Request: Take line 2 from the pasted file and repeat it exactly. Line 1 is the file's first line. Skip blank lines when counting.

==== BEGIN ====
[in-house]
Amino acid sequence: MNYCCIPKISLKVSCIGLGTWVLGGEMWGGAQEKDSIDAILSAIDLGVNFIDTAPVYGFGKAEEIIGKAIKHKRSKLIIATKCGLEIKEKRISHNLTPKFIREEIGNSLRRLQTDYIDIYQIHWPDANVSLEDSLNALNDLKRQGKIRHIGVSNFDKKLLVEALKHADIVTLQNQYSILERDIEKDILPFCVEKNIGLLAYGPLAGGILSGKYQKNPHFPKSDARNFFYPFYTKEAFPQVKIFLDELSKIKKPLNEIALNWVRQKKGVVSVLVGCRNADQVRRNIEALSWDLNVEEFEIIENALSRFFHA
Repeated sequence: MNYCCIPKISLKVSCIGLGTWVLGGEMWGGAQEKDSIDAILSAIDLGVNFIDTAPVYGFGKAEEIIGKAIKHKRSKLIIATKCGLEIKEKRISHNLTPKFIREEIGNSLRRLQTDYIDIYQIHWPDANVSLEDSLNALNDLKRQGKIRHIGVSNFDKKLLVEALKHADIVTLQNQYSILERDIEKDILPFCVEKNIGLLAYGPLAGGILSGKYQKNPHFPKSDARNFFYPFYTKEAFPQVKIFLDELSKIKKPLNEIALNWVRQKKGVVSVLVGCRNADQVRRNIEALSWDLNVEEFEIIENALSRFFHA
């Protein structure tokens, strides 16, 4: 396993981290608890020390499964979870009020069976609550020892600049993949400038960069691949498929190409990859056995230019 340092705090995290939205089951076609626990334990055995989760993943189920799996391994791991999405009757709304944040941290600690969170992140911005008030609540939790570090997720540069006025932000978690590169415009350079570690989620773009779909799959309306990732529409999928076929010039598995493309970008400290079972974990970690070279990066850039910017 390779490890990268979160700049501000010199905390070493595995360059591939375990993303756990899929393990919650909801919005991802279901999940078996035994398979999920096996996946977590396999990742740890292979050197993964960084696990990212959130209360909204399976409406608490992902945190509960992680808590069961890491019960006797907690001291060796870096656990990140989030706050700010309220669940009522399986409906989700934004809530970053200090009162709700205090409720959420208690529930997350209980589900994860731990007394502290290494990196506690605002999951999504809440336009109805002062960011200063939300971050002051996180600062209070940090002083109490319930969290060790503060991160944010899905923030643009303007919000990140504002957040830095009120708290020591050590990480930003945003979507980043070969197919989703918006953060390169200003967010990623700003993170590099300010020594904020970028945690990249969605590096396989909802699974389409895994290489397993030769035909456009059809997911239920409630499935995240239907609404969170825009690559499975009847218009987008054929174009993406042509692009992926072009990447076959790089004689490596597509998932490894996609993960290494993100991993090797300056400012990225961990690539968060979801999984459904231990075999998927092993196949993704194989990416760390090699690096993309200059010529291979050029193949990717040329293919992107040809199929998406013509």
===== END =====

Amino acid sequence: MNYCCIPKISLKVSCIGLGTWVLGGEMWGGAQEKDSIDAILSAIDLGVNFIDTAPVYGFGKAEEIIGKAIKHKRSKLIIATKCGLEIKEKRISHNLTPKFIREEIGNSLRRLQTDYIDIYQIHWPDANVSLEDSLNALNDLKRQGKIRHIGVSNFDKKLLVEALKHADIVTLQNQYSILERDIEKDILPFCVEKNIGLLAYGPLAGGILSGKYQKNPHFPKSDARNFFYPFYTKEAFPQVKIFLDELSKIKKPLNEIALNWVRQKKGVVSVLVGCRNADQVRRNIEALSWDLNVEEFEIIENALSRFFHA